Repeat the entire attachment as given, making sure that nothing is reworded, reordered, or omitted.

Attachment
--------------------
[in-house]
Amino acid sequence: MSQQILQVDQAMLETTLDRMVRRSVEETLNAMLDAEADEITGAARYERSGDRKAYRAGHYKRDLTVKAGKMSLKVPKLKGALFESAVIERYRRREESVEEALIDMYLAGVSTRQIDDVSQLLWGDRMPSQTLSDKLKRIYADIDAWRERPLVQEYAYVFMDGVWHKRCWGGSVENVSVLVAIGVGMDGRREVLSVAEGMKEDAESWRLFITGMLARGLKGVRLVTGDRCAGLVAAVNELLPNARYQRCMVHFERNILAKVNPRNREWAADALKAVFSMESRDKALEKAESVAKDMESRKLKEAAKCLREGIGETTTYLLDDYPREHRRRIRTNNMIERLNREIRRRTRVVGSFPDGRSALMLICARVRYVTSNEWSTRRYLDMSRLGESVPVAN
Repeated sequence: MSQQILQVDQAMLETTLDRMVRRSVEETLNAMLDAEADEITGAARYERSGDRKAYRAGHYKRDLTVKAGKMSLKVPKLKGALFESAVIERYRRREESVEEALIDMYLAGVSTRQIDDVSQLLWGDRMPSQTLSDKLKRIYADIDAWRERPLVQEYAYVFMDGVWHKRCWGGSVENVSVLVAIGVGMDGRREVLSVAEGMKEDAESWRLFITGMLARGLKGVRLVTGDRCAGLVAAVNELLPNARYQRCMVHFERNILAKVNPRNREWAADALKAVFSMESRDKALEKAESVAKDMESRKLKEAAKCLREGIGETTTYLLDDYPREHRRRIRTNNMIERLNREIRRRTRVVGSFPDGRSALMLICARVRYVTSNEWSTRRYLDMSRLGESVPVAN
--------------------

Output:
[in-house]
Amino acid sequence: MSQQILQVDQAMLETTLDRMVRRSVEETLNAMLDAEADEITGAARYERSGDRKAYRAGHYKRDLTVKAGKMSLKVPKLKGALFESAVIERYRRREESVEEALIDMYLAGVSTRQIDDVSQLLWGDRMPSQTLSDKLKRIYADIDAWRERPLVQEYAYVFMDGVWHKRCWGGSVENVSVLVAIGVGMDGRREVLSVAEGMKEDAESWRLFITGMLARGLKGVRLVTGDRCAGLVAAVNELLPNARYQRCMVHFERNILAKVNPRNREWAADALKAVFSMESRDKALEKAESVAKDMESRKLKEAAKCLREGIGETTTYLLDDYPREHRRRIRTNNMIERLNREIRRRTRVVGSFPDGRSALMLICARVRYVTSNEWSTRRYLDMSRLGESVPVAN
Repeated sequence: MSQQILQVDQAMLETTLDRMVRRSVEETLNAMLDAEADEITGAARYERSGDRKAYRAGHYKRDLTVKAGKMSLKVPKLKGALFESAVIERYRRREESVEEALIDMYLAGVSTRQIDDVSQLLWGDRMPSQTLSDKLKRIYADIDAWRERPLVQEYAYVFMDGVWHKRCWGGSVENVSVLVAIGVGMDGRREVLSVAEGMKEDAESWRLFITGMLARGLKGVRLVTGDRCAGLVAAVNELLPNARYQRCMVHFERNILAKVNPRNREWAADALKAVFSMESRDKALEKAESVAKDMESRKLKEAAKCLREGIGETTTYLLDDYPREHRRRIRTNNMIERLNREIRRRTRVVGSFPDGRSALMLICARVRYVTSNEWSTRRYLDMSRLGESVPVAN